Thanksgivings on Special Occasions - Sixth in a series
How wonderful to think of Jesus riding on the colt of a donkey into Jerusalem on his way to celebrate Passover, knowing that HE would be the Paschal (Easter) (Acts 12:4 KJV) Lamb. Hosannah in the highest to the King of Kings!
This had been prophesied by Zechariah, Rejoice greatly, O daughter of Zion; shout, O daughter of Jerusalem: behold, thy King cometh unto thee: he is just, and having salvation; lowly, and riding upon an ass, and upon a colt the foal of an ass. (Zec 9:9)
The Lord told Moses to command the men to travel to Jerusalem three times annually, first to celebrate Passover (Pesach) that marked the nation's exodus from Egypt and slavery; second, to commemorate the Weeks (Shavuíoth) that are counted from the second day of Passover to the date when God gave the Torah to the nation of Israel at Mt. Sinai, also known as Pentecost in the New Testament when the Holy Spirit was poured out on the believers; and third, for the Feast of Tabernacles (Sukkoth) on the 15th day of the seventh month, to mark the end of harvest time. Perhaps the Christian's counterpart to this Feast is the Marriage Supper of the Lamb in heaven (Rev 19:7), where in contrast we shall have a permanent home rather than temporary shelters.
As a Jew, Jesus obediently went to Jerusalem to celebrate Passover, which God commanded in Exodus (Ex 12:1-27). He and his disciples ate the meal in the upper room that was specially prepared by a man whose identity is not made known in Scripture. (Mark 14:13)
For the Jew, the day began in the evening, to wit, And the evening and the morning were the first day… And the evening and the morning were the second day… (Gen 1:5, 8 et al). But we start the day in the morning, so Christians who desire to commemorate the Last Supper must do so on the day before Good Friday. However, from an historic standpoint, the sacrament of communion that was initiated then was enjoyed on the same day as Christ was crucified. He was commanding a new rite that would take the place of Passover, Do this in remembrance of me. (Luke 22:19)
And as they did eat, Jesus took bread, and blessed, and brake it, and gave to them, and said, Take, eat: this is my body. And he took the cup, and when he had given thanks, he gave it to them: and they all drank of it. And he said unto them, This is my blood of the new testament, which is shed for many. Verily I say unto you, I will drink no more of the fruit of the vine, until that day that I drink it new in the kingdom of God. (Mark 14:22-25)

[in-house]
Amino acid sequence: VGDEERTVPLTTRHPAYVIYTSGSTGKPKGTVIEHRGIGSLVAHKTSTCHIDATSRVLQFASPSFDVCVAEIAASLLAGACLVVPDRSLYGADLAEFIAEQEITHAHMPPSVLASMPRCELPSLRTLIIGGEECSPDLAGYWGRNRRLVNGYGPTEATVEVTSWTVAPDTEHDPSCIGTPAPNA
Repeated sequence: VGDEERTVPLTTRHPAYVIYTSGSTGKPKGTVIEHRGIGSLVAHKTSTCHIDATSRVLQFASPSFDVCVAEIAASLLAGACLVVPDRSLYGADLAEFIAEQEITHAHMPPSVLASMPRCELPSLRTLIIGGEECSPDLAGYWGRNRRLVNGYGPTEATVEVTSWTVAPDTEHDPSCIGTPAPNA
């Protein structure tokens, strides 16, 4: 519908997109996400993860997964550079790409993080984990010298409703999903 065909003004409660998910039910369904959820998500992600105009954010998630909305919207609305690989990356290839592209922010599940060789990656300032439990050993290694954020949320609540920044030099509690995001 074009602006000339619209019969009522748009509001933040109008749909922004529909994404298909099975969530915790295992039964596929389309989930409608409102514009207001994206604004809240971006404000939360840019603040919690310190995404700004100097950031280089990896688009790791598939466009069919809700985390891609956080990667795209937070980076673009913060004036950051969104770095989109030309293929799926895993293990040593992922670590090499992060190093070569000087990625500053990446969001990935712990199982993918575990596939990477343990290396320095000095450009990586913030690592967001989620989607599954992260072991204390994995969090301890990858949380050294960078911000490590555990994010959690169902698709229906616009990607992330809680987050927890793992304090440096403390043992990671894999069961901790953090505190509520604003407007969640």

The first day of Passover is the start of eating unleavened bread, and preparing the lamb, and on the second day, the meal is eaten. Then there are six days more of the Passover celebration. Thus, Christ was crucified on the second day of Passover, for it is not a matter of us killing the Lamb of God (as was done on the first day of the feast) but of eating him in the manner which we are taught in this passage: (Please leave a comment and reference if you differ with this view. There are other views and I am a layperson.)
I am the living bread which came down from heaven: if any man eat of this bread, he shall live for ever: and the bread that I will give is my flesh, which I will give for the life of the world… Verily, verily, I say unto you, Except ye eat the flesh of the Son of man, and drink his blood, ye have no life in you. Whoso eateth my flesh, and drinketh my blood, hath eternal life; and I will raise him up at the last day. For my flesh is meat indeed, and my blood is drink indeed. He that eateth my flesh, and drinketh my blood, dwelleth in me, and I in him… (John 6:51-56)
This is metaphorical for it is hard to envision and hard to accept— this horrifying yet enlivening knowledge that by his stripes we are healed. All we like sheep have gone astray; we have turned every one to his own way; and the LORD hath laid on him the iniquity of us all. (Isa 53:6)
The substitutionary atonement was offered on Day One, Day Two was the Sabbath (Luke 23:55-56), and Christ rose from the dead on Day Three (Luke 18:33).
Thus on the fourth day of Passover which we count as Sunday– the Christian Sabbath for most Christians– the empty tomb was observed well into the day even though very early in the morning, for the women who went to the tomb would have slept at night (and the Jewish day began in the evening.)
The Resurrection injured the Passover festival forever. The eight-day feast was torn in half as surely as the veil in the Temple was. (Mat 27:51)
It is possible for Christians to observe the day of Christ’s crucifixion very nearly to its original time by celebrating Easter on the first Sunday after the first full moon occurring on or after the vernal equinox which was approximated to be March 21 by the Council of Nicea (see previous post). The Jewish year begins in the Spring and Jewish months are begun at the appearance of the new moon. Passover week can overlay Easter week.
But after all these facts and viewpoints, the thing is, let’s observe Maundy Thursday and/or Good Friday as very special occasions for Thanksgiving. If you must work, remind yourself that you work heartily, as for the Lord and not for men, knowing that from the Lord you will receive the inheritance as your reward. You are serving the Lord Christ. (Col 3:24-25)